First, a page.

Math Out Loud: Math and the Oral Traditions

This article by Carol Otis Hurst first appeared in Teaching K-8 Magazine. ___________________


If you're trying to show that math is everywhere and you were, weren't you, the oral tradition has many examples to prove that you're right. Besides, if you're working with oral language, you'll be without a book in your hand. That keeps you thinking without writing things down and, for some of the children, at least, that's a welcome change. Songs, poems and folktales can be used to inspire math activities with a difference. Keep it light.

The point to all this, of course, is that you can find math all around us, that language and math are natural allies and that you and the children need not be bogged down with endless workbook pages to fill in and correct in order to have math in your classroom.



I love to sing although I don't do it very well. Our home was full of song; it was cheaper than food. As kids we loved the songs that drove the adults crazy: "Ten Green Bottles," "The Ants Go Marching," "Green Grow the Rushes Oh," "Twelve Days of Christmas," "Children Go Where I Send Thee." Why did we love and adults dread those songs in particular,? because we all knew there were so many verses. The adults would sigh and we'd grin and keep singing. They're all counting songs. How about using one of them for a math warm up instead of fact recitation with younger children? You'll be cementing counting forwards and, in the case of most of those songs, backwards.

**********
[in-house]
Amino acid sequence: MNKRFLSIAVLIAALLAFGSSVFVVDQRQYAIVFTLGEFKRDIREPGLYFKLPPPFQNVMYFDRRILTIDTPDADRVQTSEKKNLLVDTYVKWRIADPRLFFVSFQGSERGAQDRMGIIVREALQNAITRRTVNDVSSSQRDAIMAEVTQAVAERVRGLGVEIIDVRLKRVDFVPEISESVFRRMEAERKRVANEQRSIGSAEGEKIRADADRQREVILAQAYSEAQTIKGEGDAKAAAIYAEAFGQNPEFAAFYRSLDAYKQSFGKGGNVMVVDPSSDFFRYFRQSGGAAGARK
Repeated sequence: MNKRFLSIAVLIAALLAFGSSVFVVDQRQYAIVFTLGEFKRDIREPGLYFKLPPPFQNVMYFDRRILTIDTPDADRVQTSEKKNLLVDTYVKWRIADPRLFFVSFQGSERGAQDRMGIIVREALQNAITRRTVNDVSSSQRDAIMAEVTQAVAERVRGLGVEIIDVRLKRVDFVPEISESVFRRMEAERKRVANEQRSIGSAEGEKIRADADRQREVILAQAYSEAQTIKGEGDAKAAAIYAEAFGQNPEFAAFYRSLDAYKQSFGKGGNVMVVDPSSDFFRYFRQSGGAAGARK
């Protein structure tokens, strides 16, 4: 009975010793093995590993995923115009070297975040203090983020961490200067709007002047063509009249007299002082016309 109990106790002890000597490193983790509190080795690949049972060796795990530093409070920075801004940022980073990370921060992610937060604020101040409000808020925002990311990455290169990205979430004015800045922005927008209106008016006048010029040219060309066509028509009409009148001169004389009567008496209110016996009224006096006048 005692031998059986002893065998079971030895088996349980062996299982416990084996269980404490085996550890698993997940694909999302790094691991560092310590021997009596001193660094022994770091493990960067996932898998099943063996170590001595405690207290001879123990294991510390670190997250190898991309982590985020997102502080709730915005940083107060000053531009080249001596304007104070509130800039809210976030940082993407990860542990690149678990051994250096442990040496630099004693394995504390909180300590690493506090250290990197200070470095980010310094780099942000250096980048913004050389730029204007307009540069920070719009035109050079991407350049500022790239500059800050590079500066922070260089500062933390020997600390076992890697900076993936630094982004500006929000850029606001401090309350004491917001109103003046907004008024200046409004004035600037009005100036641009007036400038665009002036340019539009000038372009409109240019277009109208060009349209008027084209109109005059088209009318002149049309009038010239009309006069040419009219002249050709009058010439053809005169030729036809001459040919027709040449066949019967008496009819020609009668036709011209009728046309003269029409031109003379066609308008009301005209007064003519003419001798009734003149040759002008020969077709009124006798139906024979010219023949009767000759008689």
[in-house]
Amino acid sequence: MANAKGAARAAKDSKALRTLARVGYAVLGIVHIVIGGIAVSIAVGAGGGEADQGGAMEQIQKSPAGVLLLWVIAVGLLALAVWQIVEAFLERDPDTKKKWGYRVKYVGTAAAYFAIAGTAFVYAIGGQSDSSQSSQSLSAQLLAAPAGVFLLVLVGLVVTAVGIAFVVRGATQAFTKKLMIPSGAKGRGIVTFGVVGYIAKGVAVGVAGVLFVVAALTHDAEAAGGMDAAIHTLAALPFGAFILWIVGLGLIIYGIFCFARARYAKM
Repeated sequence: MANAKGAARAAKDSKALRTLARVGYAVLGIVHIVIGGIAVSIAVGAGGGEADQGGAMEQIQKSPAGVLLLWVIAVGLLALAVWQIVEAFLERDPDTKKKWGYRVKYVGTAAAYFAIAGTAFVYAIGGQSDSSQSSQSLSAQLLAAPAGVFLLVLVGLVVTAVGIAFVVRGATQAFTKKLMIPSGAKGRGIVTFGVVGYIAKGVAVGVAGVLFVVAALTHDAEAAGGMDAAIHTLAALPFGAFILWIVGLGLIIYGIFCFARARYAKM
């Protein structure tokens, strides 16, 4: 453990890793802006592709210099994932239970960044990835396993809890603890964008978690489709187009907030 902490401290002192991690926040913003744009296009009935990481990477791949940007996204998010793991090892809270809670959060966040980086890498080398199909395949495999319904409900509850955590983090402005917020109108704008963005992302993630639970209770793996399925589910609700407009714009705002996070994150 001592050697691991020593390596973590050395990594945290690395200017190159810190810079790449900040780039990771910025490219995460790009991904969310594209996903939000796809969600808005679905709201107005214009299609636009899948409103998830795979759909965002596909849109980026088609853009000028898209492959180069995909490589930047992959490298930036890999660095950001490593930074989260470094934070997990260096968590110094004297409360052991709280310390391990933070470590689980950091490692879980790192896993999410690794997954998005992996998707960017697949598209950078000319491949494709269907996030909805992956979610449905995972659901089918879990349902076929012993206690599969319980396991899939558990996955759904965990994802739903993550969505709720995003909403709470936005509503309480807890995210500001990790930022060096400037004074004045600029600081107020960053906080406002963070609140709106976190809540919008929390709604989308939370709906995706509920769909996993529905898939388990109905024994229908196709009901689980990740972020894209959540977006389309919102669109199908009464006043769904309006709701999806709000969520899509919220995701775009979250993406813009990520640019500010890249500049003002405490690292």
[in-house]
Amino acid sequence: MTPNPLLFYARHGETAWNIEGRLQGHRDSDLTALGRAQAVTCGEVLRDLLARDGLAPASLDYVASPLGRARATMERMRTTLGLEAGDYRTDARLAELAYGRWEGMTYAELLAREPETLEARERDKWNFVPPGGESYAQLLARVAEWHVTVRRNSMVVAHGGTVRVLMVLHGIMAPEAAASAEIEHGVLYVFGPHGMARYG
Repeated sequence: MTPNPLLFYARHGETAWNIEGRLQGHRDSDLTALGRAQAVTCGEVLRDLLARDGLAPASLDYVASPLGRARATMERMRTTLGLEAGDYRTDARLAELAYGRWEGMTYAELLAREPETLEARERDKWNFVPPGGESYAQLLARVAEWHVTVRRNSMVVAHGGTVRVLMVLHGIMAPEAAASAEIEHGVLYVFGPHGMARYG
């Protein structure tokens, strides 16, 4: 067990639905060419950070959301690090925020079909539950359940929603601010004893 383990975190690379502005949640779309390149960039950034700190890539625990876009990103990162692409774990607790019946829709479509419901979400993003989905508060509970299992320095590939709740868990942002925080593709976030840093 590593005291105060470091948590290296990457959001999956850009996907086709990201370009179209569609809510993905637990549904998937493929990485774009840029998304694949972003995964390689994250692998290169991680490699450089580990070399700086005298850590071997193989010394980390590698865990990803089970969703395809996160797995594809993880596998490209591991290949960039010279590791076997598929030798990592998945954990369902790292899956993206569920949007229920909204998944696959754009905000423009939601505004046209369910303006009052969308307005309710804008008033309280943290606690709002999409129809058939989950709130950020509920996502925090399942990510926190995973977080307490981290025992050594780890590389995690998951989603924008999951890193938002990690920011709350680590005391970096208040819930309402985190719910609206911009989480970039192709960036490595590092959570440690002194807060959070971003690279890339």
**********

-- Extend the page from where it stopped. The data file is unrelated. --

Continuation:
Other songs with numbers abound. "Over in the Meadow" counts animals and, as a science sidebar, gives their habitat and habits. Even those where numbers aren't accented have math not far below the surface. Any cumulative song is an opportunity for calculation. How many animals in "The Old Lady Who Swallowed a Fly?" How big must her stomach get before the horse is one too many?

How many people in the family of "The Farmer in the Dell?" How many creatures all together? What about the concept of size? Does this song go from largest to smallest? Does the previously mentioned "Old Lady" go from smallest to largest? Why? Find others and group them accordingly.

My kids used to like the action song "In a Cabin in a Wood", although I was never that trustful of the man who welcomed in the rabbit so quickly. Now Darcie McNally and Robin Michal Koontz (Cobblehill Dutton, 1991 ISBN 0-525-65035-0) have adapted In a Cabin in a Wood, added some verses and cleared the whole thing up. The little old man who stood in the window was painting a picture. The hunter was a woman with a camera and it's not just a rabbit who begs for refuge. He's followed by a possum replete with hanging babies, a raccoon, a beaver, and a moose. Havoc results much to the dismay of the little old man and the original rabbit. Ingenuity prevails and the little old man uses his paints to disguise the rabbit as a skunk. When he comes inside all the others flee. Predicability is built in as is the comedy. And so are number activities. How many animals in all? If the possum left inside the house is as fertile as her mother was, how many possums will the skunk/rabbit and the little old man be coping with next year? How long is a possum's gestation period?

"Paddy Works on the Railroad" has years enumerated from : "In eighteen hundred and forty one, I put my corduroy breeches on," to "In 1847 I found myself on the way to heaven." Here are bigger numbers indeed.

Use the tunes of these songs to make up other math songs. For instance: